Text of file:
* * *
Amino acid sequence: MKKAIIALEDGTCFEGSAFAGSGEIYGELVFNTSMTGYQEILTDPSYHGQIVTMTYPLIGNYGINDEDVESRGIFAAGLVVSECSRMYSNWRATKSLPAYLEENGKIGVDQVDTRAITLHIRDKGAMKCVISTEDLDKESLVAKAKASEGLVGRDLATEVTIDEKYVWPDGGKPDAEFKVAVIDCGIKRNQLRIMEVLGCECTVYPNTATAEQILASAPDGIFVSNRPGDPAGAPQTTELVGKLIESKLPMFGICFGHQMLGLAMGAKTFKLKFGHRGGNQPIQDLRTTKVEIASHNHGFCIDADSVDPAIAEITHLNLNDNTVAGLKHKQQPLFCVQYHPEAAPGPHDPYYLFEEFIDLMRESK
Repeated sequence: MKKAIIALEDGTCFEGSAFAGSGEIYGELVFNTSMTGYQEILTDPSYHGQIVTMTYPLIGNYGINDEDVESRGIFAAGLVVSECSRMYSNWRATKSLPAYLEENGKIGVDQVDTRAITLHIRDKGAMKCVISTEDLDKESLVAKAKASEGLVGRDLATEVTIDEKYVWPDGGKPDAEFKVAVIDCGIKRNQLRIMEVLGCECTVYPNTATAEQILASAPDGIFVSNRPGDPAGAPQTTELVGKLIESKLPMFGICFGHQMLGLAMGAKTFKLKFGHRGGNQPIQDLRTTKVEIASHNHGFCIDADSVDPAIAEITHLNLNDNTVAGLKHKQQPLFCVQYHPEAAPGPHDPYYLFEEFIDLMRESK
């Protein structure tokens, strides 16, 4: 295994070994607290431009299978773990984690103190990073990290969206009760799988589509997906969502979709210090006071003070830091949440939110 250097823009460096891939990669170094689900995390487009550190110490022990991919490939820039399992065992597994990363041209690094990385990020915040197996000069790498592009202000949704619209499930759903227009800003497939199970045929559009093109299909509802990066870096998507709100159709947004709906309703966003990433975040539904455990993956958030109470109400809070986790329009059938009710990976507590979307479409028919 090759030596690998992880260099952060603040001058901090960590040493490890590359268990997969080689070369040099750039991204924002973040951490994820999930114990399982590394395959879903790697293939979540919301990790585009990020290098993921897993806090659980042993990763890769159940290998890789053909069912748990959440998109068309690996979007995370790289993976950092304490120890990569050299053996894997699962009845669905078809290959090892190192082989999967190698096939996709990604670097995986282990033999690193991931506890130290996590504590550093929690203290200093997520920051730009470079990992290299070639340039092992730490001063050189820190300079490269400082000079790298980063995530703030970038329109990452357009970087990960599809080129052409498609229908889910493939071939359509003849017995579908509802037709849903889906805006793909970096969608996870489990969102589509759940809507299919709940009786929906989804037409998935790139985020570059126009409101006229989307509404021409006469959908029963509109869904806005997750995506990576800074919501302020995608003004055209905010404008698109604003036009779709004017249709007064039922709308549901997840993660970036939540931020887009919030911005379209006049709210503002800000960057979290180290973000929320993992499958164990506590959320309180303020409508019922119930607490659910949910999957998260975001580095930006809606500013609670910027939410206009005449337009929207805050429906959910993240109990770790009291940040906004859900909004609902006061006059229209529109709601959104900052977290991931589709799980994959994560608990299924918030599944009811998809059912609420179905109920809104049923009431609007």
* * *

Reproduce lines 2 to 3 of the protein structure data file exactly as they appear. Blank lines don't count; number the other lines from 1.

Repeated sequence: MKKAIIALEDGTCFEGSAFAGSGEIYGELVFNTSMTGYQEILTDPSYHGQIVTMTYPLIGNYGINDEDVESRGIFAAGLVVSECSRMYSNWRATKSLPAYLEENGKIGVDQVDTRAITLHIRDKGAMKCVISTEDLDKESLVAKAKASEGLVGRDLATEVTIDEKYVWPDGGKPDAEFKVAVIDCGIKRNQLRIMEVLGCECTVYPNTATAEQILASAPDGIFVSNRPGDPAGAPQTTELVGKLIESKLPMFGICFGHQMLGLAMGAKTFKLKFGHRGGNQPIQDLRTTKVEIASHNHGFCIDADSVDPAIAEITHLNLNDNTVAGLKHKQQPLFCVQYHPEAAPGPHDPYYLFEEFIDLMRESK
């Protein structure tokens, strides 16, 4: 295994070994607290431009299978773990984690103190990073990290969206009760799988589509997906969502979709210090006071003070830091949440939110 250097823009460096891939990669170094689900995390487009550190110490022990991919490939820039399992065992597994990363041209690094990385990020915040197996000069790498592009202000949704619209499930759903227009800003497939199970045929559009093109299909509802990066870096998507709100159709947004709906309703966003990433975040539904455990993956958030109470109400809070986790329009059938009710990976507590979307479409028919 090759030596690998992880260099952060603040001058901090960590040493490890590359268990997969080689070369040099750039991204924002973040951490994820999930114990399982590394395959879903790697293939979540919301990790585009990020290098993921897993806090659980042993990763890769159940290998890789053909069912748990959440998109068309690996979007995370790289993976950092304490120890990569050299053996894997699962009845669905078809290959090892190192082989999967190698096939996709990604670097995986282990033999690193991931506890130290996590504590550093929690203290200093997520920051730009470079990992290299070639340039092992730490001063050189820190300079490269400082000079790298980063995530703030970038329109990452357009970087990960599809080129052409498609229908889910493939071939359509003849017995579908509802037709849903889906805006793909970096969608996870489990969102589509759940809507299919709940009786929906989804037409998935790139985020570059126009409101006229989307509404021409006469959908029963509109869904806005997750995506990576800074919501302020995608003004055209905010404008698109604003036009779709004017249709007064039922709308549901997840993660970036939540931020887009919030911005379209006049709210503002800000960057979290180290973000929320993992499958164990506590959320309180303020409508019922119930607490659910949910999957998260975001580095930006809606500013609670910027939410206009005449337009929207805050429906959910993240109990770790009291940040906004859900909004609902006061006059229209529109709601959104900052977290991931589709799980994959994560608990299924918030599944009811998809059912609420179905109920809104049923009431609007």